Can neural network constraints in GP provide power to detect genes associated with human disease?

William S. Bush, Alison A. Motsinger, Scott M. Dudek, Marylyn Deriggi Ritchie

Research output: Contribution to journalConference article

6 Citations (Scopus)

Abstract

A major goal of human genetics is the identification of susceptibility genes associated with common, complex diseases. Identifying gene-gene and gene-environment interactions which comprise the genetic architecture for a majority of common diseases is a difficult challenge. To this end, novel computational approaches have been applied to studies of human disease. Previously, a GP neural network (GPNN) approach was employed. Although the GPNN method has been quite successful, a clear comparison of GPNN and GP alone to detect genetic effects has not been made. In this paper, we demonstrate that using NN evolved by GP can be more powerful than GP alone. This is most likely due to the confined search space of the GPNN approach, in comparison to a free form GP. This study demonstrates the utility of using GP to evolve NN in studies of the genetics of common, complex human disease.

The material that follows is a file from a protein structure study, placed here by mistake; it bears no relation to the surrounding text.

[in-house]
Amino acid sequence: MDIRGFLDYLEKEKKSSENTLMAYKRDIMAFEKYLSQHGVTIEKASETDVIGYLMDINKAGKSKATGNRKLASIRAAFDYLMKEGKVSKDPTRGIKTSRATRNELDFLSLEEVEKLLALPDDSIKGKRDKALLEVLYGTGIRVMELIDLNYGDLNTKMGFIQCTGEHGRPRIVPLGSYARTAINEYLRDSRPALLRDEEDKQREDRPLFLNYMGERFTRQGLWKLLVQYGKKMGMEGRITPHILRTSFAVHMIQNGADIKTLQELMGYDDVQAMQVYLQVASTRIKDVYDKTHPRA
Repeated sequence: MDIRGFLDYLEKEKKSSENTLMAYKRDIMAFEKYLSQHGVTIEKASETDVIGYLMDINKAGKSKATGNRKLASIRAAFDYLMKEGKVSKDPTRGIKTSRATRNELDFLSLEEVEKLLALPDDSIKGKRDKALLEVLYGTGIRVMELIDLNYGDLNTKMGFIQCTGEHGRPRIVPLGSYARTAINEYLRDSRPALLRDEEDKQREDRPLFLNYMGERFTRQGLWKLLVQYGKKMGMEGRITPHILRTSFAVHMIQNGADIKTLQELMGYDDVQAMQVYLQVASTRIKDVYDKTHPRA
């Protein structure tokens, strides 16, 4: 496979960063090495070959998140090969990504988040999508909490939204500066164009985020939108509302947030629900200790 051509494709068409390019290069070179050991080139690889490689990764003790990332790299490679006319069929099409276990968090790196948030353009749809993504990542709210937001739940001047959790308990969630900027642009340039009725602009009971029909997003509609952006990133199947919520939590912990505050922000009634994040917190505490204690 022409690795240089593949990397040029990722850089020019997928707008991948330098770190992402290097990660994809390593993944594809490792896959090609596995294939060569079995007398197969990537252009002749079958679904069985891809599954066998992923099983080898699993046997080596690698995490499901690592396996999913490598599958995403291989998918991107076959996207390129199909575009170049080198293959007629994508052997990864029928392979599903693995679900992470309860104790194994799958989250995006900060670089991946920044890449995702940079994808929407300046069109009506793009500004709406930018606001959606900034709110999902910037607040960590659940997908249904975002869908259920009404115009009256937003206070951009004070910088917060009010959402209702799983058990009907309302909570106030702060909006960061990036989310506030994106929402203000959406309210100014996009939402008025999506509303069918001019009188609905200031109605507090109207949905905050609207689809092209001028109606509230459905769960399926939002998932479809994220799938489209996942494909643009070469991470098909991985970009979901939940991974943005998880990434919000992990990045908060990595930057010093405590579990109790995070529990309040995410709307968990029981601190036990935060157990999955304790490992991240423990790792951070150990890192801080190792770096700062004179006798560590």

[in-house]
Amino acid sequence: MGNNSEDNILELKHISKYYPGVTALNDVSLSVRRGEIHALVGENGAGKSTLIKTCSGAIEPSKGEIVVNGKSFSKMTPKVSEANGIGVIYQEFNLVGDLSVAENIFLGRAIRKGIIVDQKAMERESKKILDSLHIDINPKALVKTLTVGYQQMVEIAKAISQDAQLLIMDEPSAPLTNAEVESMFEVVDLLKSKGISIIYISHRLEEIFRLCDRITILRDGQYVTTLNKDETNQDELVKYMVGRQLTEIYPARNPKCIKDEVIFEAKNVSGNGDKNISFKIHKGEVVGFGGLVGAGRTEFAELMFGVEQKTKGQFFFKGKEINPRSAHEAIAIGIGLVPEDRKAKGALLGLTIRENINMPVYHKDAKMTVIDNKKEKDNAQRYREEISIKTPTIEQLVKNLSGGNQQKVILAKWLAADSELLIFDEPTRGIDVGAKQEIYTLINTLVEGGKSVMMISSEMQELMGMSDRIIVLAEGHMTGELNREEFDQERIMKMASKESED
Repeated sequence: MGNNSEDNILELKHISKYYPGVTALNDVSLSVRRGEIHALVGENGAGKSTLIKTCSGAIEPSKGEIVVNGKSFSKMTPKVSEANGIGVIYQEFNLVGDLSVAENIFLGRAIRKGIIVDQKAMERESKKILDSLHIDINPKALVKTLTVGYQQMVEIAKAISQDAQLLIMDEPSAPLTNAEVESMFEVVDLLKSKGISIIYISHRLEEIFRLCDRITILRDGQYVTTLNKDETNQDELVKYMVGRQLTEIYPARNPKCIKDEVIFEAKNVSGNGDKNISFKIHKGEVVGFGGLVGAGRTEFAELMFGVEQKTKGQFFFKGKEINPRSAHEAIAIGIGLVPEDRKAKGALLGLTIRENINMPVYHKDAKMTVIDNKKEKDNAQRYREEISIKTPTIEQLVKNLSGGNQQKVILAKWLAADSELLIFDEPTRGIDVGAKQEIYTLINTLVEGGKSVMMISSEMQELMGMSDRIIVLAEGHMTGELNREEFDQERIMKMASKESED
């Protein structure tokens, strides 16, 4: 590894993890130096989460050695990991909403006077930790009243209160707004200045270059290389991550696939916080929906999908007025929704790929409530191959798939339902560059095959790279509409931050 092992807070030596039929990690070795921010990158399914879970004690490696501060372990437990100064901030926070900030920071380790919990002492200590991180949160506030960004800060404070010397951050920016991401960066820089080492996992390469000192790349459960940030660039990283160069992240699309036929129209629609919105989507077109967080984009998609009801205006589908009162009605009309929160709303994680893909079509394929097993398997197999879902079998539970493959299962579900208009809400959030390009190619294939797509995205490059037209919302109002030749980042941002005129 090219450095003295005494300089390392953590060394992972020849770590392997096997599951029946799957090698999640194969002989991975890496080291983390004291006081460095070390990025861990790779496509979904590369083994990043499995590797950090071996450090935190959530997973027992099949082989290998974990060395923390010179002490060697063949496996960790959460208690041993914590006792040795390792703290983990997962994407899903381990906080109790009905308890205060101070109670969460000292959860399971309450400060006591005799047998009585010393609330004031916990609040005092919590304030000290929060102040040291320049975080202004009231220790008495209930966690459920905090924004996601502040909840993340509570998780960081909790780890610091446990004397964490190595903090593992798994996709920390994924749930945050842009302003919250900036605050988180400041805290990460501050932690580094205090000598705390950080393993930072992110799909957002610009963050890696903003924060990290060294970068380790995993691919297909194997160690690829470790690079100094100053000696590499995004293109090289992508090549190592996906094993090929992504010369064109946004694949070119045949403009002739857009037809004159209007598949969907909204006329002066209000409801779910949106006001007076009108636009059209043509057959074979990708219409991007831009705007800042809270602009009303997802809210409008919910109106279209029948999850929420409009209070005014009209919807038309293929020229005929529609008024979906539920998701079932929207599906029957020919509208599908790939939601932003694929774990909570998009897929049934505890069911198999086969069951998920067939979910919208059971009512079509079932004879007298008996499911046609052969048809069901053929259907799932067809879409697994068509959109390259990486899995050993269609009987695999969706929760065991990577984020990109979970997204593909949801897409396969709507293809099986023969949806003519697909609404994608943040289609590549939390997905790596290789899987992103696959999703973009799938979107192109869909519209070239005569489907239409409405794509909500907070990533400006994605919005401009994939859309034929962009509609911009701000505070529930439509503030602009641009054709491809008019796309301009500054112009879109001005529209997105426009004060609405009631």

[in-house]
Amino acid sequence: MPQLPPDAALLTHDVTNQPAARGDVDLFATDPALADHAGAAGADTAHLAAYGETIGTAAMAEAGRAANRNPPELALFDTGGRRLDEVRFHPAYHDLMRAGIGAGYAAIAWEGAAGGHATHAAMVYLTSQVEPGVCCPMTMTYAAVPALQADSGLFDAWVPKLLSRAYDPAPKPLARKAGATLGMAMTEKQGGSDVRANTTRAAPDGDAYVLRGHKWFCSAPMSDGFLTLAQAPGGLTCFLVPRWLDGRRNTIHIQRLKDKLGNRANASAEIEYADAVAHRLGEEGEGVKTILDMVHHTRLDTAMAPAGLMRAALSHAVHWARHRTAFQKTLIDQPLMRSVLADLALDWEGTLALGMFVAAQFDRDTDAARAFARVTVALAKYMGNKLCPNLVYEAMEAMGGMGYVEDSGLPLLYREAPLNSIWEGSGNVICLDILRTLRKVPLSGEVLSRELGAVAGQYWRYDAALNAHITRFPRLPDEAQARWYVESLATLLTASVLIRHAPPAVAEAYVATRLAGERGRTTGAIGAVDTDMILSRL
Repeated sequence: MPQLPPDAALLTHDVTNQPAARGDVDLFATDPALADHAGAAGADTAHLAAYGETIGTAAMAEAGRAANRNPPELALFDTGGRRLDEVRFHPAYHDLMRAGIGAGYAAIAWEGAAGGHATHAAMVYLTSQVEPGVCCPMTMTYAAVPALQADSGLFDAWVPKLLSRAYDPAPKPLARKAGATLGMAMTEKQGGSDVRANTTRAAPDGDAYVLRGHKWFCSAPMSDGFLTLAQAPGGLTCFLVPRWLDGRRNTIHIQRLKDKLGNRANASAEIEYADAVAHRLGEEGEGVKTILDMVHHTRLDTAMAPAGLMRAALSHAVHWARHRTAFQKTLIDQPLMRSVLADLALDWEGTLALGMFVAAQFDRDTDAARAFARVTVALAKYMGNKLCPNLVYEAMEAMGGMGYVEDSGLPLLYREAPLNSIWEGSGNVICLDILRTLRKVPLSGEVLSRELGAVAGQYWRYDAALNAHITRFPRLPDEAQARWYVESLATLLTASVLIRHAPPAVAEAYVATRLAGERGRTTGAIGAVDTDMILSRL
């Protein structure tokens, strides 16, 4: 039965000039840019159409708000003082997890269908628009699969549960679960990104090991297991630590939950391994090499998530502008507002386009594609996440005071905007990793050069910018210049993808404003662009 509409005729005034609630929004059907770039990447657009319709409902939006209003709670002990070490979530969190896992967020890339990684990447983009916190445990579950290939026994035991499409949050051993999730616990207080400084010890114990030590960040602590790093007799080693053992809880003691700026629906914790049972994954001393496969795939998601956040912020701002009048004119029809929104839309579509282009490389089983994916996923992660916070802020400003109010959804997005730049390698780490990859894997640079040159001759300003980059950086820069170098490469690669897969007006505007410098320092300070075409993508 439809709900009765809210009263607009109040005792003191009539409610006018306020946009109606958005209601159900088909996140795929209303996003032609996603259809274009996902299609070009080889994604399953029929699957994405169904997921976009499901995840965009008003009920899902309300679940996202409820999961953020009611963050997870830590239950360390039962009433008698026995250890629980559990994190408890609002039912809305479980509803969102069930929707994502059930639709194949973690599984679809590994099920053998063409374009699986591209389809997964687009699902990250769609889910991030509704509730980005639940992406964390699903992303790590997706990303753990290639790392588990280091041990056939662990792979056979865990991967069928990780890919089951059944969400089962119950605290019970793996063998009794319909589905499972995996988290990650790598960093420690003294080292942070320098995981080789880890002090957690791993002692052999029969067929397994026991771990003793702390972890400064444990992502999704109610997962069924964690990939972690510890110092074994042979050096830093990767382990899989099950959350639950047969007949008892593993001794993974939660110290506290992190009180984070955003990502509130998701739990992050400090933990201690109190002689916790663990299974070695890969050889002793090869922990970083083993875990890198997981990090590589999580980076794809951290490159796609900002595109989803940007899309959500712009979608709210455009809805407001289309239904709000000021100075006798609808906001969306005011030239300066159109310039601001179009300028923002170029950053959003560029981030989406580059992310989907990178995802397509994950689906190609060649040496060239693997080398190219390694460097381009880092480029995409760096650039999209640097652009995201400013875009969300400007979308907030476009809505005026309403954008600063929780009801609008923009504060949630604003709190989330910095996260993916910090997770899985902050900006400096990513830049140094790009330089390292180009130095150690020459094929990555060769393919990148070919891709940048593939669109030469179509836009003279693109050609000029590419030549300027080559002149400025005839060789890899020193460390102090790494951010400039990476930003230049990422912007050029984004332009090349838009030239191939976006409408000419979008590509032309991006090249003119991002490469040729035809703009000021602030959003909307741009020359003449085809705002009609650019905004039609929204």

Original languageEnglish (US)
Pages (from-to)44-53
Number of pages10
JournalLecture Notes in Computer Science
Volume3449
StatePublished - Sep 19 2005
EventEvoWorkshops 2005: EvoBIO, EvoCOMNET, EvoHOT, EvoIASP, EvoMUSART, and EvoSTOC - Lausanne, Switzerland
Duration: Mar 30 2005Apr 1 2005

Fingerprint

Genes
Neural Networks
Gene
Neural networks
Gene-environment Interaction
Susceptibility
Search Space
Demonstrate
Likely
Human
Genetics

All Science Journal Classification (ASJC) codes

  • Theoretical Computer Science
  • Computer Science(all)

Cite this

Bush, William S. ; Motsinger, Alison A. ; Dudek, Scott M. ; Ritchie, Marylyn Deriggi. / Can neural network constraints in GP provide power to detect genes associated with human disease?. In: Lecture Notes in Computer Science. 2005 ; Vol. 3449. pp. 44-53.
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Can neural network constraints in GP provide power to detect genes associated with human disease? / Bush, William S.; Motsinger, Alison A.; Dudek, Scott M.; Ritchie, Marylyn Deriggi.

In: Lecture Notes in Computer Science, Vol. 3449, 19.09.2005, p. 44-53.

Research output: Contribution to journalConference article

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